Alice Waters of Chez Panisse Phuong Nguyen for NPR hide caption

toggle caption
Phuong Nguyen for NPR

Chez Panisse: Alice Waters

In the 1960s, Alice Waters studied abroad in France – and discovered a culinary world far from the processed food popular in America. When she returned to California, she tried to find restaurants to recreate her experiences abroad, but she couldn't. In 1971, she opened a small restaurant in Berkeley called Chez Panisse, where she focused on serving fresh, local ingredients. Just a few years later, Chez Panisse was named one of the best restaurants in America, and became one of the hottest locations for fine dining in the Bay Area. Despite her success, Alice chose not to turn Chez Panisse into a restaurant empire. Instead, she continued to insist on cooking with food raised locally, sustainably, and ethically. Today, most chefs agree Alice Waters and Chez Panisse sparked the farm-to-table movement in the restaurant industry. PLUS in our postscript "How You Built That," how Piersten Gaines took the trauma out of salon visits for women with highly textured hair.

Chez Panisse: Alice Waters

  • Download
  • <iframe src="https://www.npr.org/player/embed/709856256/710399199" width="100%" height="290" frameborder="0" scrolling="no" title="NPR embedded audio player">
Marcus Marritt for NPR

Springfree Trampoline: Keith Alexander & Steve Holmes

In the late 1980s, a New Zealand engineer named Keith Alexander wanted to buy a trampoline for his kids. After his wife said trampolines were too dangerous, Keith set out to design his own — a safer trampoline, without metal springs. He tinkered with and perfected the design over the course of a decade. But he was daunted by the challenge of bringing his invention to market — and he almost gave up. At that point Steve Holmes, a Canadian businessman, bought the patent to Keith's trampoline, and took a big risk to commercialize it. Today, Springfree Trampoline generates over $50 million in annual sales and has sold over 400,000 trampolines. PLUS in our postscript, "How You Built That," how Cyndi and Chris Hileman created a candle in a planter pot that can later be used to grow wildflowers.

Springfree Trampoline: Keith Alexander & Steve Holmes

  • Download
  • <iframe src="https://www.npr.org/player/embed/708100472/708103454" width="100%" height="290" frameborder="0" scrolling="no" title="NPR embedded audio player">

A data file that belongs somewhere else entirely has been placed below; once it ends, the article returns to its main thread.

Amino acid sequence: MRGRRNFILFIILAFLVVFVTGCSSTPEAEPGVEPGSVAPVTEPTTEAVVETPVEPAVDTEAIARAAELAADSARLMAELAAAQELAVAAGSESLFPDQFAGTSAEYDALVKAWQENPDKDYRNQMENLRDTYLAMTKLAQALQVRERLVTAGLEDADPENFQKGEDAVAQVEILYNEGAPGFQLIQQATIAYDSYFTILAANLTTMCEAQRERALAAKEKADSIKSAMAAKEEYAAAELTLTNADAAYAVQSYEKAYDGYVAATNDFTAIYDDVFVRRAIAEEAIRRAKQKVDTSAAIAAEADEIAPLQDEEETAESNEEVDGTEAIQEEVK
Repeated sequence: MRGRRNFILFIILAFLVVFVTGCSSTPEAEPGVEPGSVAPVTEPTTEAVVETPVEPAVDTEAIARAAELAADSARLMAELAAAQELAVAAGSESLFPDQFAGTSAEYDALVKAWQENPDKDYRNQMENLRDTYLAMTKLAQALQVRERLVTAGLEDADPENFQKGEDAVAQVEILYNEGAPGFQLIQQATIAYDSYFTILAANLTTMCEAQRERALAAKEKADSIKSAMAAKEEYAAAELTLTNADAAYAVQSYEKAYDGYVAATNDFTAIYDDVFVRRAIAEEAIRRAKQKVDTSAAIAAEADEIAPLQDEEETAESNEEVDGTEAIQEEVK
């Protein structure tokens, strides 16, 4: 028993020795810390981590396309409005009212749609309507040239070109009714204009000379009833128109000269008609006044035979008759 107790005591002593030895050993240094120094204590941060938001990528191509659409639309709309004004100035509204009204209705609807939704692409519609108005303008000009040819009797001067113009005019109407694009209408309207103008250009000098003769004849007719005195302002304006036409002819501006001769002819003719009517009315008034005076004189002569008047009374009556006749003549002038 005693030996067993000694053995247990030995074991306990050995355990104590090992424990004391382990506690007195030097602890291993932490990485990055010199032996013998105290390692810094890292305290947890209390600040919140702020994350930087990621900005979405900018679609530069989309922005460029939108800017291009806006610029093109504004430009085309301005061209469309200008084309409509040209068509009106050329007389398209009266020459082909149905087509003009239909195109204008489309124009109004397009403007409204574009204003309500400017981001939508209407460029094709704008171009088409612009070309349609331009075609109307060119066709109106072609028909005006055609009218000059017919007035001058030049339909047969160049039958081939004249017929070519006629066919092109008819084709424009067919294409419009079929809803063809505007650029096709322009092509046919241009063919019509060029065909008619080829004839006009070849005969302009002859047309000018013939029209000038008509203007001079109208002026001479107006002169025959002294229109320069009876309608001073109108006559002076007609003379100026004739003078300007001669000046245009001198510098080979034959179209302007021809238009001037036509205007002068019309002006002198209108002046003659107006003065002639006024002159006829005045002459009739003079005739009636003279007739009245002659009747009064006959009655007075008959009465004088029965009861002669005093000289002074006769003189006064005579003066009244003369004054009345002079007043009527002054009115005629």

• Transcript
Andrew Holder for NPR

Compaq Computers: Rod Canion

In 1981, engineer Rod Canion left Texas Instruments and co-founded Compaq, which created the first IBM-compatible personal computer. This opened the door to an entire industry of PCs that could run the same software. PLUS for our postscript "How You Built That," we check back in with Danica Lause, who turned a knitting hobby into Peekaboos Ponytail Hats: knit caps with strategically placed holes for a ponytail or bun. (Original broadcast date: May 22, 2017).

Compaq Computers: Rod Canion

  • Download
  • <iframe src="https://www.npr.org/player/embed/705892242/705893351" width="100%" height="290" frameborder="0" scrolling="no" title="NPR embedded audio player">
Phuong Nguyen for NPR

Away: Jen Rubio

In early 2015, Jen Rubio was racing through an airport to catch a flight when her suitcase broke, leaving a trail of clothing behind her. She tried to replace it with a stylish, durable, affordable suitcase — but she couldn't find one. So she decided to create her own. In less than a year, Jen and her co-founder Steph Korey raised $2.5 million to build their dream travel brand: a line of sleek, direct-to-consumer suitcases simply called Away. Jen's hunch that the brand would emotionally resonate with young, jet-setting customers paid off. Today, Away has become a cult luggage brand that has sold more than one million suitcases. PLUS in our postscript "How You Built That," how Jon Maroney made sledding easier for adults and more dynamic for kids with a pair of sleds that strap to your legs.

Away: Jen Rubio

  • Download
  • <iframe src="https://www.npr.org/player/embed/701651787/703796016" width="100%" height="290" frameborder="0" scrolling="no" title="NPR embedded audio player">
Phuong Nguyen for NPR

Logic: Logic & Chris Zarou

In 2010, Logic the rapper, born as Sir Robert Bryson Hall II, released his first official mixtape titled "Young, Broke & Infamous." At 20 years old, Logic certainly was young and broke, and while crashing on a friend's couch, he poured himself into his music. Logic's career could have fizzled if it wasn't for Chris Zarou, a young college athlete-turned-manager who had no more experience in the music business than Logic. Undeterred, the two decided to work together, continuing to use free music and social media to build Logic's reputation as a talented, fast-flowing rapper with a hopeful message. In 2012, Logic signed to Def Jam Records and in 2014 dropped his debut album "Under Pressure," which shot to number 4 on the Billboard charts. His third album in 2017 went platinum and included the breakout single "1 800 273 8255." PLUS in our postscript "How You Built That," we check back in with Cassy Burnvoth who built a skincare company using an unlikely ingredient – beef tallow.

Listen Logic & Zarou

  • Download
  • <iframe src="https://www.npr.org/player/embed/701212707/701674768" width="100%" height="290" frameborder="0" scrolling="no" title="NPR embedded audio player">
Back To Top
or search npr.org